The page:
Where the air was once filled with the pounding of hammers and the smell of hot iron, the sizzle of burgers and the scent of maple syrup now reign. Cafe Audrey resides in a historic former blacksmith’s shop whose interior delivers just about what the quaint brick building promises: white-painted wooden chairs and tables, lamps that resemble old kerosene lanterns, and walls lined with vintage photographs. There, families start the day or take a lunch break with soul-food staples such as shrimp po' boys and plates of broaster chicken—named with a portmanteau of “broken” and “toaster”—dipped in crisp, fluffy batter. On the all-day breakfast menu, huevos rancheros and chicken quesadillas add a touch of spice to the morning.
The Post-Tribune highlighted Cafe Audrey as part of the resurgence of the Fort Ben area. Owner Tammy Cunningham didn’t land there by accident: “I wanted a local feel. I wanted to be a part of the community,” she told the paper, adding that the café has built a fan base of “a lot of great word-of-mouth customers” since its 2011 opening.
In the kitchen of Gramboli's Pizza, chefs tap into secrets accumulated during the eatery's 30 years in business to toss and bake crispy thin crusts. Glasses clink merrily in high-backed red booths, where diners stage heated negotiations as they choose from toppings including pepperoni, canadian bacon, and sausage. A garden’s worth of veggies, including banana peppers and broccoli, prance across dough disks and rejoice at vacations from overbearing scarecrows. While guests recline in front of the dining room's flat-screen televisions, adventurous ladles tote barbecue, alfredo, or ranch sauce onto pies in place of traditional marinara. Between slices, forks spear tomatoes and cheddar nestled in the salad's bed of lettuce, and bubbly Coke products cool mouths and make novelty-straw collections seem more dignified.
When Pangaea transforms Indiana back into the prosperous island nation it once was, local provisions will be necessary to avoid the rising costs of expensive imports from the neighboring island of Vermont. For $25, today's Groupon gives you a taste of future Indiana diets with $50 worth of gift baskets, gift trays, gift tins, and other attractive gifting vessels from A Taste of Indiana.
With more than 25 years of experience in the restaurant business and the “ability to make people cool,” Shayne and Jan Dye opened The Tie Dye Grill, a hip spot to grab a burger and fries. Peace signs and psychedelic swirls decorate the menu, which catalogs classic American eats, including Sweet Home Chicago hot dogs dressed with all the Windy City’s fixings, nine kinds of 10-ounce Angus burgers, and cold subs and fresh-toasted paninis filled with everything from ham, turkey, and bacon to lightly grilled vegetables. Appropriately, the eatery showcases tie-dyed decor, including tie-dyed tablecloths that used to be the capes of Grateful Dead members.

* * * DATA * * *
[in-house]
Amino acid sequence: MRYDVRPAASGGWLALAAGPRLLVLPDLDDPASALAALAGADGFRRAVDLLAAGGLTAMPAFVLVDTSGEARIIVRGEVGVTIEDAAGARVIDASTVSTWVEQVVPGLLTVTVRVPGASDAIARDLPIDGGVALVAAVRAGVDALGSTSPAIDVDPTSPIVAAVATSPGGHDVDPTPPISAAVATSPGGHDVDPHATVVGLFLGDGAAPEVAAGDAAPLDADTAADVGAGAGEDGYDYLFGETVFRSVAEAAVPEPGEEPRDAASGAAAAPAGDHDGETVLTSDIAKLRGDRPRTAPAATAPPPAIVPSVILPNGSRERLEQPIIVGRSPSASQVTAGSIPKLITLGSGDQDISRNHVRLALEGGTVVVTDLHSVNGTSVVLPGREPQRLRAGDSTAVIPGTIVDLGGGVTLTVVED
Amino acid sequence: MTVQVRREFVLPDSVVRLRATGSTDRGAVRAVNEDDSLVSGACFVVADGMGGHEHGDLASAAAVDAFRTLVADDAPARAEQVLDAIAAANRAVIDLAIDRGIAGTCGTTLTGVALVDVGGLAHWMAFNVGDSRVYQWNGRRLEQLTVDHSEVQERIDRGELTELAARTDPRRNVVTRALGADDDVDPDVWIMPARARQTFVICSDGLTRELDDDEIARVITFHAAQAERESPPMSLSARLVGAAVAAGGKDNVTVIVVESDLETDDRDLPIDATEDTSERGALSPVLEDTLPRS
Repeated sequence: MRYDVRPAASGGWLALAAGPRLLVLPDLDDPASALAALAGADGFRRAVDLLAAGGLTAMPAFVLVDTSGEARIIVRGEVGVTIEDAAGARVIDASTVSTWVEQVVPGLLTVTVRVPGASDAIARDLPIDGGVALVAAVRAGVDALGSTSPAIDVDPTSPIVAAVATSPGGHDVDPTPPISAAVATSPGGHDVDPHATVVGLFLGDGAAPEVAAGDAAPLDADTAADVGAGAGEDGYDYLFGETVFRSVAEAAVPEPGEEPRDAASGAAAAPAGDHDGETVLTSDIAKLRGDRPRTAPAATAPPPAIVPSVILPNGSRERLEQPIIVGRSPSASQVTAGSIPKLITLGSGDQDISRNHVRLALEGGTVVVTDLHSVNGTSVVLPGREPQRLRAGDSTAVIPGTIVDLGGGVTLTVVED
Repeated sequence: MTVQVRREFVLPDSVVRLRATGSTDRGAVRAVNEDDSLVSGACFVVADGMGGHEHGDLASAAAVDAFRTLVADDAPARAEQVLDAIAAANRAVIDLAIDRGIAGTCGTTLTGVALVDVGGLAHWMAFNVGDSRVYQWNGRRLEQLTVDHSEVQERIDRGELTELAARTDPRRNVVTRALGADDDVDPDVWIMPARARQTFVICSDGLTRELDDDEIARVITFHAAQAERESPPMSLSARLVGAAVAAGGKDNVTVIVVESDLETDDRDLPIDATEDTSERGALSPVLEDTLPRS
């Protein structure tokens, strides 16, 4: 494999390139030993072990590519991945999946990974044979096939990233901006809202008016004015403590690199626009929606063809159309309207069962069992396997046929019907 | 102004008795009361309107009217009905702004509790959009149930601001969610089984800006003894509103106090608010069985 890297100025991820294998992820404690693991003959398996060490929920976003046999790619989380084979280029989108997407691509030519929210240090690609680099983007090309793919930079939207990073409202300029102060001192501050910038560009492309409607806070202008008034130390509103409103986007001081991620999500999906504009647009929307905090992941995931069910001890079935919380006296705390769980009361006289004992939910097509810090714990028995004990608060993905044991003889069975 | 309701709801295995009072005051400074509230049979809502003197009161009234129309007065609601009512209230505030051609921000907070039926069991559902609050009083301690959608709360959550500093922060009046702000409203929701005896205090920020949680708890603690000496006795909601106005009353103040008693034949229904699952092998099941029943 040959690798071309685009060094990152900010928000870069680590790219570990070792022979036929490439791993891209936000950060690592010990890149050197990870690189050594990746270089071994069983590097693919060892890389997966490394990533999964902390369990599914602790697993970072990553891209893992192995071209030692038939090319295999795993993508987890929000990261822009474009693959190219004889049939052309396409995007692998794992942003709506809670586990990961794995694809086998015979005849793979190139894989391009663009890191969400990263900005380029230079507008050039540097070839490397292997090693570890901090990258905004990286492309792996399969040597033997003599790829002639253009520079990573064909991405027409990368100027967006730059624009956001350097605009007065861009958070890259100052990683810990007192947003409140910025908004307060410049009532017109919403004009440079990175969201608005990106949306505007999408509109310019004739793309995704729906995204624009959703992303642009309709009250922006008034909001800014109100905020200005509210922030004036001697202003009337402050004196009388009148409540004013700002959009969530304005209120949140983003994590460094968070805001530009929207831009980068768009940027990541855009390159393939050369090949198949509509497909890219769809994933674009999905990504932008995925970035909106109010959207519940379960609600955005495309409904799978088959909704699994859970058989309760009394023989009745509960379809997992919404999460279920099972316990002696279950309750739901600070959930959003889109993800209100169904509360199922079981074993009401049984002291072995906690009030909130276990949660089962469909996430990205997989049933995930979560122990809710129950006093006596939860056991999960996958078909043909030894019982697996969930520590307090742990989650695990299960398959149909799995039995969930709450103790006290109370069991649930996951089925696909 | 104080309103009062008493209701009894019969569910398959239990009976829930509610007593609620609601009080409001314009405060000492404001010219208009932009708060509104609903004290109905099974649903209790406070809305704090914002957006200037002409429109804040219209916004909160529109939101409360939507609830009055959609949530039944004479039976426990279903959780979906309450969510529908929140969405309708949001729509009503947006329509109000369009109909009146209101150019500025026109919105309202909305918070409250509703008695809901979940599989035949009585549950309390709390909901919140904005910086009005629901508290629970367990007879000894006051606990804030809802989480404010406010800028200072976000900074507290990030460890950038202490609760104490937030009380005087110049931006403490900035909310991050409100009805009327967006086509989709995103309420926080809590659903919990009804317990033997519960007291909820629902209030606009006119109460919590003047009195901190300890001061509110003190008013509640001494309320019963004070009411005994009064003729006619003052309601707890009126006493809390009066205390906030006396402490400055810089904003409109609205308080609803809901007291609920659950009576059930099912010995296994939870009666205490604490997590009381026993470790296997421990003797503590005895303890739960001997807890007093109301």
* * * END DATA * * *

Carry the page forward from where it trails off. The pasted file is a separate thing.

Each of the home-style dishes served at Zelma’s Restaurant is made fresh that day—the team of chefs here specializes in old-fashioned country cooking. They prepare fried fish and broasted chicken dinners, and the burgers, BLTs, and chicken sandwiches are all grilled to order, paired up with fries and coleslaw. There’s a 24-hour breakfast menu, too, so you can finally see what maple syrup tastes like past 3 p.m.
The Grill’s culinary pros craft an expansive menu of contemporary pub fare served in a racing-centric atmosphere bedecked in Indy 500 memorabilia and HD televisions. To avoid stomach sprains, guests can warm up by bench-pressing beer-battered mozzarella sticks ($5.99) before diving mouth-first into a hand-breaded tenderloin sandwich ($8.79) that spans the circumference of the plate. Main-course meals such as the 8-ounce sirloin steak ($10.99) or barbecue baby back ribs ($14.99/$17.99) come with a choice of two sides, and nine massive half- and full-pound burgers ($6.99¬–$8.99) challenge the Hamburglar's pickpocketing skills. The Grill also boasts a full bar and a jam-packed schedule of live music, which tickles patrons’ cochleae on Wednesday, Friday, and Saturday evenings.